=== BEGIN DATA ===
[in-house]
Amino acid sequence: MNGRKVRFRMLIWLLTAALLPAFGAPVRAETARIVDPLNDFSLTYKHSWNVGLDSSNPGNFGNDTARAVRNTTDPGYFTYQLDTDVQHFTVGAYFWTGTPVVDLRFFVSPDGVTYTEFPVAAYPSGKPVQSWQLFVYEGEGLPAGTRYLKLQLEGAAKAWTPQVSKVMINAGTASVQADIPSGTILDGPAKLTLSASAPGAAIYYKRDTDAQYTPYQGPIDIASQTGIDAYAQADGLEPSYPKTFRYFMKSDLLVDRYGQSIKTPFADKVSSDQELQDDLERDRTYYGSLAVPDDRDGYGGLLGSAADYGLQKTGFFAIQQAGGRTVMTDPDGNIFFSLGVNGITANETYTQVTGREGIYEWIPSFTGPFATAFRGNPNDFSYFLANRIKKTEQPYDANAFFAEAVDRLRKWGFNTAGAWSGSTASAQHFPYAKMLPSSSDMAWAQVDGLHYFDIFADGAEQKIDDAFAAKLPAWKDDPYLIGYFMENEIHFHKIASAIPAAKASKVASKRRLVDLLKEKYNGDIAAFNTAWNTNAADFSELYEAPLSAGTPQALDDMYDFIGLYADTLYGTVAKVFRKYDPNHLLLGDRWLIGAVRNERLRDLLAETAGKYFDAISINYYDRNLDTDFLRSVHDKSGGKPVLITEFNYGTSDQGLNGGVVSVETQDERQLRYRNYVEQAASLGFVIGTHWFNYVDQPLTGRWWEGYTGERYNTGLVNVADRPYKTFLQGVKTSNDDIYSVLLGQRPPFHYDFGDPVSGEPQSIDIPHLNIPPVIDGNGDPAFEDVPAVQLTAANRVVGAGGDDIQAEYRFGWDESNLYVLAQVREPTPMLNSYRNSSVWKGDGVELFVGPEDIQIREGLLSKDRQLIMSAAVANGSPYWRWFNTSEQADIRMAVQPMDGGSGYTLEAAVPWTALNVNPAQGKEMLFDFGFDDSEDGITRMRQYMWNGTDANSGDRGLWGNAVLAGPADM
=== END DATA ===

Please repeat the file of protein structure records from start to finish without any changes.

[in-house]
Amino acid sequence: MNGRKVRFRMLIWLLTAALLPAFGAPVRAETARIVDPLNDFSLTYKHSWNVGLDSSNPGNFGNDTARAVRNTTDPGYFTYQLDTDVQHFTVGAYFWTGTPVVDLRFFVSPDGVTYTEFPVAAYPSGKPVQSWQLFVYEGEGLPAGTRYLKLQLEGAAKAWTPQVSKVMINAGTASVQADIPSGTILDGPAKLTLSASAPGAAIYYKRDTDAQYTPYQGPIDIASQTGIDAYAQADGLEPSYPKTFRYFMKSDLLVDRYGQSIKTPFADKVSSDQELQDDLERDRTYYGSLAVPDDRDGYGGLLGSAADYGLQKTGFFAIQQAGGRTVMTDPDGNIFFSLGVNGITANETYTQVTGREGIYEWIPSFTGPFATAFRGNPNDFSYFLANRIKKTEQPYDANAFFAEAVDRLRKWGFNTAGAWSGSTASAQHFPYAKMLPSSSDMAWAQVDGLHYFDIFADGAEQKIDDAFAAKLPAWKDDPYLIGYFMENEIHFHKIASAIPAAKASKVASKRRLVDLLKEKYNGDIAAFNTAWNTNAADFSELYEAPLSAGTPQALDDMYDFIGLYADTLYGTVAKVFRKYDPNHLLLGDRWLIGAVRNERLRDLLAETAGKYFDAISINYYDRNLDTDFLRSVHDKSGGKPVLITEFNYGTSDQGLNGGVVSVETQDERQLRYRNYVEQAASLGFVIGTHWFNYVDQPLTGRWWEGYTGERYNTGLVNVADRPYKTFLQGVKTSNDDIYSVLLGQRPPFHYDFGDPVSGEPQSIDIPHLNIPPVIDGNGDPAFEDVPAVQLTAANRVVGAGGDDIQAEYRFGWDESNLYVLAQVREPTPMLNSYRNSSVWKGDGVELFVGPEDIQIREGLLSKDRQLIMSAAVANGSPYWRWFNTSEQADIRMAVQPMDGGSGYTLEAAVPWTALNVNPAQGKEMLFDFGFDDSEDGITRMRQYMWNGTDANSGDRGLWGNAVLAGPADM